Lateral water drainage on roadways is important to ensure safe and efficient operation and structural condition of the pavement. Pavement rutting could lead to failure in draining water, which poses a hydroplaning risk to drivers due to ponding and loss of skid resistance in wet weather. Traditional data collection methods to identify pavement sections with deformation such as rutting are time-consuming, labor-intensive, and require data collectors to be located on the road, which poses a safety hazard.
Driving cessation in older adults can present a significant transportation problem and public health dilemma. In particular, previously car-dependent older adults may struggle to access healthcare, attend social activities, and conduct errands once they lose the ability to drive. The “Healthy Buddy” project (https://www.hbuddy.org) is a community-based initiative that pairs trained college students with transportation disadvantaged older adults to help them identify existing transportation and health resources in their communities.
Electric bicycles, and electric bicycle sharing programs, represent a new technology in the transportation system. E-bike sharing programs have the potential to replace current modes of transportation, while also improving the mobility of disadvantaged populations. This work will use a survey approach to gather data as to who the users of the e-bike share are and the types of trips which they are making with the e-bikes.
In the U.S. and throughout the world, engineers and planners recognize the need for streets to support safe mobility for different travel modes and types of users. Complete streets policies capture this aim of inclusivity by emphasizing design for older and younger travelers as well as people with disabilities. Issues of gender, families, and caregiving are implicit in this idea of a complete street. On average, women have more household responsibility for accompanying younger, older, and less mobile travelers.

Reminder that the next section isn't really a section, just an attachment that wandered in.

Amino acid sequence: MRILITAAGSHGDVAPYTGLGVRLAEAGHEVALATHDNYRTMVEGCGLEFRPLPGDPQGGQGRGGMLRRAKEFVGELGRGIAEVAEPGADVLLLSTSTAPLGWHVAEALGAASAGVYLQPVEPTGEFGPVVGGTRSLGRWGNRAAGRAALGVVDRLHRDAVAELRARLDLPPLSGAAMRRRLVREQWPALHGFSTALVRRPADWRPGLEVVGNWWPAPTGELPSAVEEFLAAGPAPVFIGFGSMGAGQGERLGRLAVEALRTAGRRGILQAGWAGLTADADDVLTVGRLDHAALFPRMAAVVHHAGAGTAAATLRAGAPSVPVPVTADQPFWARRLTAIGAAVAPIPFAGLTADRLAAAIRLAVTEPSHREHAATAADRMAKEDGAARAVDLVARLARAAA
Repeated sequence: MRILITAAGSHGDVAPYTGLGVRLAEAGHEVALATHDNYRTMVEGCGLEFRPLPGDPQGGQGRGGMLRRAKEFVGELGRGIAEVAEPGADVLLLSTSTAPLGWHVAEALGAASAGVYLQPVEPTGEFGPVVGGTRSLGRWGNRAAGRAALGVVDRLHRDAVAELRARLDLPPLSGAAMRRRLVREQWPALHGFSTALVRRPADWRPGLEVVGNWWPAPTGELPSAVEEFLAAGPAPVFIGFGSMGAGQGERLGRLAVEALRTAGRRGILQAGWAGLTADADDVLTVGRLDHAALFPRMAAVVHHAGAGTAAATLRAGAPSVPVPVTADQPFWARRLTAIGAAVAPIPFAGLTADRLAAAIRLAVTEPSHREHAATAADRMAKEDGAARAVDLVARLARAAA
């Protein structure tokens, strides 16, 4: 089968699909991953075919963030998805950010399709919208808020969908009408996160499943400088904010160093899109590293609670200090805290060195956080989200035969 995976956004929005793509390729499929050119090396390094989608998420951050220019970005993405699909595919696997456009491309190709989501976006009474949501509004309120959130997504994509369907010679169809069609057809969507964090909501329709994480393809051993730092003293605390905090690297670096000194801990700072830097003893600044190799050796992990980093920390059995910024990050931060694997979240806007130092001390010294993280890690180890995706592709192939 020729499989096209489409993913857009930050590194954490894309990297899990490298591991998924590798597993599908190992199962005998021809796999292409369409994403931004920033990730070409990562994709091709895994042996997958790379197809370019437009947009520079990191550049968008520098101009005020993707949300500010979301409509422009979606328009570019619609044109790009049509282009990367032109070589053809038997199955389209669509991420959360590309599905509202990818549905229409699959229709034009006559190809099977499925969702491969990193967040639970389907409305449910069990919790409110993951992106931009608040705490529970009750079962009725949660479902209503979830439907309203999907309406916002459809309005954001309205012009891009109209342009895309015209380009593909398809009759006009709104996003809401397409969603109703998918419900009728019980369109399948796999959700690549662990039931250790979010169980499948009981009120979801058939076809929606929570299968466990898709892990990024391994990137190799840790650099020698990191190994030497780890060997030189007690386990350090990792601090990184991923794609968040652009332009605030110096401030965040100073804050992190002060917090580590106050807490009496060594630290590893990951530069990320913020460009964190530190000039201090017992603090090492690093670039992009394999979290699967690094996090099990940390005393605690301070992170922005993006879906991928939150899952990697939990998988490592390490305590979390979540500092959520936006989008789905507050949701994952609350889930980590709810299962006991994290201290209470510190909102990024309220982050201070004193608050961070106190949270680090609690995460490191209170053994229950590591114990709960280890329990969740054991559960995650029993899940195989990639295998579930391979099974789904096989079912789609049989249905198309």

According to the latest Urban Mobility Report published by Texas A&M Transportation Institute (TTI), urban traffic congestion, mostly generated on urban arterials, is a persistently growing problem. In 2017, the total congestion cost in 494 U.S. urban areas was $166 billion and the extra travel time was 8.8 billion hours. Urban congestion is negatively affecting the economy and society of U.S. To solve the urban congestions, the University of Texas Arlington and Georgia Institute of Technology will collaborate to investigate a new Public-Private-Partnership (PPP) Data Sharing Policy through developing a novel arterial system performance monitoring and optimization system.
This project would complement the Transportation Equity Scorecard ─ a tool for project screening and prioritization ─ that is currently being developed by the project team with funding from CTEDD. For this RFP, we propose developing a needs assessment audit tool and supporting guidance to demonstrate how the equity criteria and methods in the Scorecard would be applied by MPOs and local governments to assess the transportation needs of communities of concern, including minority and low-income households, LEP populations, children, elderly, and persons with disabilities. This project continues a prior study, and together the two form a comprehensive approach from needs identification to project prioritization in the form of a Transportation Equity Toolkit.
Over the last decade, globalized supply chains, restructured logistics and freight transportation practices, and exploding online shopping have influenced how goods are produced, transported, stored, and sold. All these changes have resulted in substantial shifts in the spatial distribution of freight activity, as well as vehicles crashes that involved at least one freight vehicle (freight vehicle crash). As a case study, we examine the correlation between development patterns and freight vehicle crashes on city streets in Dallas-Fort Worth (DFW), TX.
The City of Fort Worth, Texas, has requested the University of Texas at Arlington to develop a framework, capacity analysis, and strategic development plan for the Fort Worth Medical Innovation District (FW-MID). We envision this project in two phases. The first phase responds to the intent of the City to conduct a capacity analysis and develop a comprehensive framework about the FW-MID.
This project aims to leverage innovative techniques to develop an intelligent system that assists blind pedestrians to decide when it is safe to cross streets, especially at the uncontrolled crossing locations, where neither traffic lights nor STOP signs are available.
Motivated by the priorities highlighted by Texas Department of Transportation (TXDOT) and following the guidelines in the recent presidential “Executive Order on Maintaining American Leadership in Artificial Intelligence” in 2019, this proposal aims to utilize the state-of-the-art tools and techniques in the field of Artificial Intelligence and Data Science to automatically identify and report traffic-related anomalies and hazards using live traffic camera footage across major highways and arterial roads in the State of Texas.